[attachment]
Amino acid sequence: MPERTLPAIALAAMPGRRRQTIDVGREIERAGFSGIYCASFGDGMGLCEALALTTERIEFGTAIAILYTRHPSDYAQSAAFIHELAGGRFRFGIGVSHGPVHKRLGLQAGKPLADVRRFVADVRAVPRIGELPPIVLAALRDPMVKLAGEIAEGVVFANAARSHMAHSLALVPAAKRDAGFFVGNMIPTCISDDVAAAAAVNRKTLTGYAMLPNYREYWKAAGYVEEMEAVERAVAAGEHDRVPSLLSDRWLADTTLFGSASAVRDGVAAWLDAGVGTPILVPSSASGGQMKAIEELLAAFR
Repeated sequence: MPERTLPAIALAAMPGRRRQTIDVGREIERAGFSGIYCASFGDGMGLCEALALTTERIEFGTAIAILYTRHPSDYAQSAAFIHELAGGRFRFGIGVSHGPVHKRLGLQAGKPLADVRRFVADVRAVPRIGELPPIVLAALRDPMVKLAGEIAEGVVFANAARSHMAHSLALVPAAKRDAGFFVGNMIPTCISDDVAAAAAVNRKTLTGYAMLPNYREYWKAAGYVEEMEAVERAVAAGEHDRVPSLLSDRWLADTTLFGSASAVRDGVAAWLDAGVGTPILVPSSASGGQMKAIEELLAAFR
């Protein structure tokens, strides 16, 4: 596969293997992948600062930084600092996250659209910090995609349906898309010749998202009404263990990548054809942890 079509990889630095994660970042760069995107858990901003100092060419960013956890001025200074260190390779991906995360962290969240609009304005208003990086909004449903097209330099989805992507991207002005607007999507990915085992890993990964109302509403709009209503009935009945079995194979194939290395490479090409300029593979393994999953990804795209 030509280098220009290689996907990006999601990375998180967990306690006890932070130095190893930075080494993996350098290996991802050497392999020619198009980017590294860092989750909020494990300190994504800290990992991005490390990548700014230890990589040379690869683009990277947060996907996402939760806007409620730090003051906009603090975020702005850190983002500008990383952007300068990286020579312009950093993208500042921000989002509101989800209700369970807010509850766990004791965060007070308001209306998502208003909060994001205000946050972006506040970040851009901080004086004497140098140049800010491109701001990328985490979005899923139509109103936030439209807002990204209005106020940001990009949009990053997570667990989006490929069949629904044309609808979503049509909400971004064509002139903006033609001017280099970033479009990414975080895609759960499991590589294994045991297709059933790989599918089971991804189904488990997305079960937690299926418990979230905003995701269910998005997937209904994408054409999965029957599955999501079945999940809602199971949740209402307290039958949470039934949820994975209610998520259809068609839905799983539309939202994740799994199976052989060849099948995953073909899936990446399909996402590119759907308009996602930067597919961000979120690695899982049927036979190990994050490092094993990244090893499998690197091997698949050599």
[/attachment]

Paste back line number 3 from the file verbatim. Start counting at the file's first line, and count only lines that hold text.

């Protein structure tokens, strides 16, 4: 596969293997992948600062930084600092996250659209910090995609349906898309010749998202009404263990990548054809942890 079509990889630095994660970042760069995107858990901003100092060419960013956890001025200074260190390779991906995360962290969240609009304005208003990086909004449903097209330099989805992507991207002005607007999507990915085992890993990964109302509403709009209503009935009945079995194979194939290395490479090409300029593979393994999953990804795209 030509280098220009290689996907990006999601990375998180967990306690006890932070130095190893930075080494993996350098290996991802050497392999020619198009980017590294860092989750909020494990300190994504800290990992991005490390990548700014230890990589040379690869683009990277947060996907996402939760806007409620730090003051906009603090975020702005850190983002500008990383952007300068990286020579312009950093993208500042921000989002509101989800209700369970807010509850766990004791965060007070308001209306998502208003909060994001205000946050972006506040970040851009901080004086004497140098140049800010491109701001990328985490979005899923139509109103936030439209807002990204209005106020940001990009949009990053997570667990989006490929069949629904044309609808979503049509909400971004064509002139903006033609001017280099970033479009990414975080895609759960499991590589294994045991297709059933790989599918089971991804189904488990997305079960937690299926418990979230905003995701269910998005997937209904994408054409999965029957599955999501079945999940809602199971949740209402307290039958949470039934949820994975209610998520259809068609839905799983539309939202994740799994199976052989060849099948995953073909899936990446399909996402590119759907308009996602930067597919961000979120690695899982049927036979190990994050490092094993990244090893499998690197091997698949050599």